We could all use a little ánimo right now – that dose of encouragement or cheering up that allows us to keep forging ahead.

Whenever you’re in need of a boost, drive by the city’s latest large-scale mural, Ánimo Austin, which is part of Mexic-Arte’s El Mero Muro project located on the museum’s outer Fifth Street and Congress Avenue wall. The project launched in 2016 as a way to visually boost the presence of Latino culture downtown and help foster a welcoming, community atmosphere.

Artist Ulysses Cueto, originally from El Paso, brings his tender interpretation of life and love during the coronavirus pandemic to downtown Austin. Cueto depicts a man and a woman sitting across from each other, lovingly handwashing their bandanna face coverings.

Through his art, Cueto reminds us that having ánimo can be cleansing for the spirit. More than just representing our current state, the mural also highlights triumph and perseverance, the museum says.

Mexic-Arte funded the Ánimo mural through the Stand with Austin Fund, which was created to support nonprofits assisting individuals, artists and small businesses affected by the cancellation of South by Southwest and least able to recover on their own.

Mexic-Arte plans to reopen the museum by June with social distancing practices in place. Visit mexic-artemuseum.org for the latest reopening updates.

Tish Hinojosa virtual concerts

Step into the kitchen of singer-songwriter Tish Hinojosa every Friday afternoon. As more local Latino artists produce virtual concerts from their homes, it’s fun to share the new ones that I’m enjoying each month.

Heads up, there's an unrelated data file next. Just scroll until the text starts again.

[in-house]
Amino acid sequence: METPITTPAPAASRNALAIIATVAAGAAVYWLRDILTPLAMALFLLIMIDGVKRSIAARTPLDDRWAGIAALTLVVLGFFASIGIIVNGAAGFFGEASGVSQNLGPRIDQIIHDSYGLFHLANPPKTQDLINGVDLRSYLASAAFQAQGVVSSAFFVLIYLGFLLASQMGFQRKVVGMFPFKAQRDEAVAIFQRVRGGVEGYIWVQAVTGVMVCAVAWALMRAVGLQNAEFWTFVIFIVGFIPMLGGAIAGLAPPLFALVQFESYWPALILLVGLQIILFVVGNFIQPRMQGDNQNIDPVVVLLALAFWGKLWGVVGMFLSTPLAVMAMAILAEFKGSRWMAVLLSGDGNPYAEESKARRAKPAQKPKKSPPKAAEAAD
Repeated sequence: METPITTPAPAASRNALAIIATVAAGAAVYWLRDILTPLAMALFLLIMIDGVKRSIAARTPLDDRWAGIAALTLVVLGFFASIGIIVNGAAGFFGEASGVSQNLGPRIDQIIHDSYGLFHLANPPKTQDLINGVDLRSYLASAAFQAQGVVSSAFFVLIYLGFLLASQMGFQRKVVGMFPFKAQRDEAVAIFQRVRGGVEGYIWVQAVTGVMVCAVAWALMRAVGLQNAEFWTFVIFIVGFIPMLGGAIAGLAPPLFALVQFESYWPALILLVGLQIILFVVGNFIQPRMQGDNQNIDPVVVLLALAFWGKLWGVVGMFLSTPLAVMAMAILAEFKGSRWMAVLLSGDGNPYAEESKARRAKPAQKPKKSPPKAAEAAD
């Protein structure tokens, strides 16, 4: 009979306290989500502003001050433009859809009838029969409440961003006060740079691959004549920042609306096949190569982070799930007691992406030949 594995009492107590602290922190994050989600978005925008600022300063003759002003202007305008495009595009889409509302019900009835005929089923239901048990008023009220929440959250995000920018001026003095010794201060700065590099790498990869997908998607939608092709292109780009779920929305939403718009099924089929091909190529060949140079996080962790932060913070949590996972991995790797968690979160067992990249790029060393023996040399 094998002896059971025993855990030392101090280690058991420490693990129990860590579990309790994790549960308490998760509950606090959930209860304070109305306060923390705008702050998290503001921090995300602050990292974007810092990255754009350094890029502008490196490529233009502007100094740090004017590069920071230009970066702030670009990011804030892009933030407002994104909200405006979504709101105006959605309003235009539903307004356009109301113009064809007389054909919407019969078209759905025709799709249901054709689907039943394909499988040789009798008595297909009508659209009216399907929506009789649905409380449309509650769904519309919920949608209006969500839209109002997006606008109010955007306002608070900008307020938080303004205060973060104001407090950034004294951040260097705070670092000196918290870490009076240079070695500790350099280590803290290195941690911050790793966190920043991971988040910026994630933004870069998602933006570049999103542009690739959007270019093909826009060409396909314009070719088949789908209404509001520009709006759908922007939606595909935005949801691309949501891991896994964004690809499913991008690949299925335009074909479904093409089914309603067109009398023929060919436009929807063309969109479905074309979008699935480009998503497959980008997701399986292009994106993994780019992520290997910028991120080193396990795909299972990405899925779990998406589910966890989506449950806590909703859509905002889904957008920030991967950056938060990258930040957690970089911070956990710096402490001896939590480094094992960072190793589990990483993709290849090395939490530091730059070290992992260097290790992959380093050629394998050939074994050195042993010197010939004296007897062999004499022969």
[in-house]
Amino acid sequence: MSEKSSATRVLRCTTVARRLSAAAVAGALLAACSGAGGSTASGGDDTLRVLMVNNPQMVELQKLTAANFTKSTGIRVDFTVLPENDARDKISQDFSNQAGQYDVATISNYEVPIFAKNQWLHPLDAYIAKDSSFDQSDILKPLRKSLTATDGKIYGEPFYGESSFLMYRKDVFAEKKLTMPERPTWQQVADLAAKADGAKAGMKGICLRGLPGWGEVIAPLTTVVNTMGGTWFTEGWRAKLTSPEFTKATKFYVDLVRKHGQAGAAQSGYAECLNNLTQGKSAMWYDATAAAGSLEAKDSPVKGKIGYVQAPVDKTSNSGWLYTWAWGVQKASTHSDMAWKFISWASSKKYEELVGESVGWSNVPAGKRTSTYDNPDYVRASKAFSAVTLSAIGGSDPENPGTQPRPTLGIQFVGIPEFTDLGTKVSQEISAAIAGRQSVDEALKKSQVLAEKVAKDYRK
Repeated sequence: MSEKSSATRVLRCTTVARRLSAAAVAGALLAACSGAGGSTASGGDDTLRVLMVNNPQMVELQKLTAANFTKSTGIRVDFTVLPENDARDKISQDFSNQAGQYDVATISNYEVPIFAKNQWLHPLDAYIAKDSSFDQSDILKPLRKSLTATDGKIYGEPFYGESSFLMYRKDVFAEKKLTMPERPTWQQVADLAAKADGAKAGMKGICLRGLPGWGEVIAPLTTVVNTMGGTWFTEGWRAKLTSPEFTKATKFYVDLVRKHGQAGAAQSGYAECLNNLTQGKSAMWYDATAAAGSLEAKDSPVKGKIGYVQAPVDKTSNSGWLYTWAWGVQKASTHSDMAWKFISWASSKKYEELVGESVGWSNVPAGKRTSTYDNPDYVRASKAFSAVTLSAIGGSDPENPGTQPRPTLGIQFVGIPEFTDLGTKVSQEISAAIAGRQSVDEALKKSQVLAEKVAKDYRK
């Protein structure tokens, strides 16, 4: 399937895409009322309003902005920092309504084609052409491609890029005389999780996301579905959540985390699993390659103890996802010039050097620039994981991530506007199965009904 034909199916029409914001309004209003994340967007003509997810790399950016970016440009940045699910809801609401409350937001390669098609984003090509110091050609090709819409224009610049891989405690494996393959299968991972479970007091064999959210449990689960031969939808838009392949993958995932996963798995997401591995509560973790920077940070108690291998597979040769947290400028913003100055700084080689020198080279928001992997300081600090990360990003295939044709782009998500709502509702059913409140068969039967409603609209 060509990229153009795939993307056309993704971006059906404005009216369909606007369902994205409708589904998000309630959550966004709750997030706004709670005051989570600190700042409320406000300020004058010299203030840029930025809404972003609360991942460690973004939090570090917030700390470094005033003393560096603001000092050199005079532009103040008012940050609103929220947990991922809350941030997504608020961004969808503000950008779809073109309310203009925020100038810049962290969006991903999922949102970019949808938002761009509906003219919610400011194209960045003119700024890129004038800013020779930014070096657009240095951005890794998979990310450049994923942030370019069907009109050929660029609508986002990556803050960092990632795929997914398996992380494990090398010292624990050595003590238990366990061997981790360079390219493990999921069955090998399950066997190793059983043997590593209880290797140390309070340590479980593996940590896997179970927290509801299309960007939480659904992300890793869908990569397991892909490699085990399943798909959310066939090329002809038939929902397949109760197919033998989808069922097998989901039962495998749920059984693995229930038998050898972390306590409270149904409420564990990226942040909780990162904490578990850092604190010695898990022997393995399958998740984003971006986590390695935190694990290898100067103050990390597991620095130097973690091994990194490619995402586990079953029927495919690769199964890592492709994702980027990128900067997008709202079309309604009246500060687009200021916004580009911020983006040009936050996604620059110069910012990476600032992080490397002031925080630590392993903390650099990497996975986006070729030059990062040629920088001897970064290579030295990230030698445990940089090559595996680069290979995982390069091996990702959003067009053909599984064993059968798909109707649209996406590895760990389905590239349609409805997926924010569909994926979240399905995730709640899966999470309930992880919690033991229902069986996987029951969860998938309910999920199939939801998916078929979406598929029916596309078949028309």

Hinojosa’s "Kitchen Concerts" sometimes feature her longtime bandmates, who all play six feet apart from her. Other times, she’s performing classics from her re-released album "My Homeland" solo. Not only does she welcome us into her Austin kitchen, but her latest livestream treated us to a glimpse of the outdoor kitchen in her Arizona home.

Kitchens often serve as the heart of many homes, so I enjoy the warmness each concert brings as Hinojosa shares her stories, as well as tells us what’s for dinner that night. Carne guisada, anyone?

Catch the weekly livestreams at 5 p.m. Friday on her @mundotish Facebook page or mundotish.com. Virtual tips are accepted via Venmo @Tish-Hinojosa or paypal.me/tishhinojosa.

New video podcast from Red Salmon Arts

Red Salmon Arts, the local nonprofit behind Resistencia Books, brings us some nourishing content during these uncertain times.

The longtime champion of Chicanx, Latinx and Native American communities has partnered with VoxFem, a small team of women who are putting a spotlight on female singer-songwriters, changemakers and artists from around the world via video and audio podcasts. The premiere episode of VoxFem Xicanindia features hosts Lilia Rosas, who leads Red Salmon Arts, and filmmaker Laura Varela.

Together, they take us on a deep dive into the creative worlds of Veronica Castillo Salas, a ceramicist and clay sculptor of Puebla, Mexico, and San Antonio, as well as the music history and inspiration behind the works of singer-songwriter Tish Hinojosa. The half-hour show broadcasts on Facebook (@RadioVoxFem) and on VoxFem’s YouTube channel.

I’m looking forward to more episodes that feature inspiring, trailblazing women whose uplifting work also helps elevate those around them. Donations to keep Red Salmon Arts’ wide-ranging programs going through this pandemic can be contributed online at resistenciabooks.com/donate.